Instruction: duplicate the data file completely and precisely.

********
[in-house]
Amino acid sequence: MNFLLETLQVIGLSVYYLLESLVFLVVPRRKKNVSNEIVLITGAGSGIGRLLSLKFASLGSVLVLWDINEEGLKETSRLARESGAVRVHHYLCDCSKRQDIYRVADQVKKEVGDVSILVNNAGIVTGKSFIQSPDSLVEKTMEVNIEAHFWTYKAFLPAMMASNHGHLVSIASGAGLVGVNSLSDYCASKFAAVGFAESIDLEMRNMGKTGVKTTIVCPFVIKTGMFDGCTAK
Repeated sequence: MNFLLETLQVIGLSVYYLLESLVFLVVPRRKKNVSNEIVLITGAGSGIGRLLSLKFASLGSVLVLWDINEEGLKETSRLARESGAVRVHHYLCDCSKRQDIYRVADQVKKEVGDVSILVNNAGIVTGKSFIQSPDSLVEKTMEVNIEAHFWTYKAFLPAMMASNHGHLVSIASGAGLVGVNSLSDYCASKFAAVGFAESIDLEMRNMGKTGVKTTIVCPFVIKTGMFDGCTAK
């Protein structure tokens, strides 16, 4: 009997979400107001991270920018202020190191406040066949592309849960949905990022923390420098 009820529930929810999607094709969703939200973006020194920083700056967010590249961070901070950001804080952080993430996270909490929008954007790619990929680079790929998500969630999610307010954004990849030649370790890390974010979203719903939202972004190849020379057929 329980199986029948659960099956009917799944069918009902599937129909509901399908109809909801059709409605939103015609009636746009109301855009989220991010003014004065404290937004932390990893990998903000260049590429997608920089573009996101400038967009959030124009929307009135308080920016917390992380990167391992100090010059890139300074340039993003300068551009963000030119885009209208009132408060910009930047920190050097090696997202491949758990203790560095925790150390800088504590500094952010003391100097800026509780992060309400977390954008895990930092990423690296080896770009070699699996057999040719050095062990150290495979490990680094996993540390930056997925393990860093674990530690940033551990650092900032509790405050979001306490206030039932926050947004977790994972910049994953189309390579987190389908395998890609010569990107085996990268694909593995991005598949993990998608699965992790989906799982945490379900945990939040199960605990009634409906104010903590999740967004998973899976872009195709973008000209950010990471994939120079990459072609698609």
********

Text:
[in-house]
Amino acid sequence: MNFLLETLQVIGLSVYYLLESLVFLVVPRRKKNVSNEIVLITGAGSGIGRLLSLKFASLGSVLVLWDINEEGLKETSRLARESGAVRVHHYLCDCSKRQDIYRVADQVKKEVGDVSILVNNAGIVTGKSFIQSPDSLVEKTMEVNIEAHFWTYKAFLPAMMASNHGHLVSIASGAGLVGVNSLSDYCASKFAAVGFAESIDLEMRNMGKTGVKTTIVCPFVIKTGMFDGCTAK
Repeated sequence: MNFLLETLQVIGLSVYYLLESLVFLVVPRRKKNVSNEIVLITGAGSGIGRLLSLKFASLGSVLVLWDINEEGLKETSRLARESGAVRVHHYLCDCSKRQDIYRVADQVKKEVGDVSILVNNAGIVTGKSFIQSPDSLVEKTMEVNIEAHFWTYKAFLPAMMASNHGHLVSIASGAGLVGVNSLSDYCASKFAAVGFAESIDLEMRNMGKTGVKTTIVCPFVIKTGMFDGCTAK
């Protein structure tokens, strides 16, 4: 009997979400107001991270920018202020190191406040066949592309849960949905990022923390420098 009820529930929810999607094709969703939200973006020194920083700056967010590249961070901070950001804080952080993430996270909490929008954007790619990929680079790929998500969630999610307010954004990849030649370790890390974010979203719903939202972004190849020379057929 329980199986029948659960099956009917799944069918009902599937129909509901399908109809909801059709409605939103015609009636746009109301855009989220991010003014004065404290937004932390990893990998903000260049590429997608920089573009996101400038967009959030124009929307009135308080920016917390992380990167391992100090010059890139300074340039993003300068551009963000030119885009209208009132408060910009930047920190050097090696997202491949758990203790560095925790150390800088504590500094952010003391100097800026509780992060309400977390954008895990930092990423690296080896770009070699699996057999040719050095062990150290495979490990680094996993540390930056997925393990860093674990530690940033551990650092900032509790405050979001306490206030039932926050947004977790994972910049994953189309390579987190389908395998890609010569990107085996990268694909593995991005598949993990998608699965992790989906799982945490379900945990939040199960605990009634409906104010903590999740967004998973899976872009195709973008000209950010990471994939120079990459072609698609």